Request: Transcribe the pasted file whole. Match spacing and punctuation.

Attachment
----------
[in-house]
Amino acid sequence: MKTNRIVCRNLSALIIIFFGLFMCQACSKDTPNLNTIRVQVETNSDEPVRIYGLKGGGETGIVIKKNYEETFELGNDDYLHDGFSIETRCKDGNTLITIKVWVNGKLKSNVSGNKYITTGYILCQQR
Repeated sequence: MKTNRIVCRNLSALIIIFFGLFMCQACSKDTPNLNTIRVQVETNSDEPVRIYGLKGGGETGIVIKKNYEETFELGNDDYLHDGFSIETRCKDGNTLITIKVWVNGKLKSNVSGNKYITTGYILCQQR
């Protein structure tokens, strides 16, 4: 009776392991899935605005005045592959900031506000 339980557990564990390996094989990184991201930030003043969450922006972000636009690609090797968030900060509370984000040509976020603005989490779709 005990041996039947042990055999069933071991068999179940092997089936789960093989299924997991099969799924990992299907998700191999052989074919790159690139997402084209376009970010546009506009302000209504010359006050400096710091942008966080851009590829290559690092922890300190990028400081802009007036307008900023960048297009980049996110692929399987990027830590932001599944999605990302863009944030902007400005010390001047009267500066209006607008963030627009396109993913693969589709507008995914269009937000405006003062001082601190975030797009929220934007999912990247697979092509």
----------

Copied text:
[in-house]
Amino acid sequence: MKTNRIVCRNLSALIIIFFGLFMCQACSKDTPNLNTIRVQVETNSDEPVRIYGLKGGGETGIVIKKNYEETFELGNDDYLHDGFSIETRCKDGNTLITIKVWVNGKLKSNVSGNKYITTGYILCQQR
Repeated sequence: MKTNRIVCRNLSALIIIFFGLFMCQACSKDTPNLNTIRVQVETNSDEPVRIYGLKGGGETGIVIKKNYEETFELGNDDYLHDGFSIETRCKDGNTLITIKVWVNGKLKSNVSGNKYITTGYILCQQR
């Protein structure tokens, strides 16, 4: 009776392991899935605005005045592959900031506000 339980557990564990390996094989990184991201930030003043969450922006972000636009690609090797968030900060509370984000040509976020603005989490779709 005990041996039947042990055999069933071991068999179940092997089936789960093989299924997991099969799924990992299907998700191999052989074919790159690139997402084209376009970010546009506009302000209504010359006050400096710091942008966080851009590829290559690092922890300190990028400081802009007036307008900023960048297009980049996110692929399987990027830590932001599944999605990302863009944030902007400005010390001047009267500066209006607008963030627009396109993913693969589709507008995914269009937000405006003062001082601190975030797009929220934007999912990247697979092509």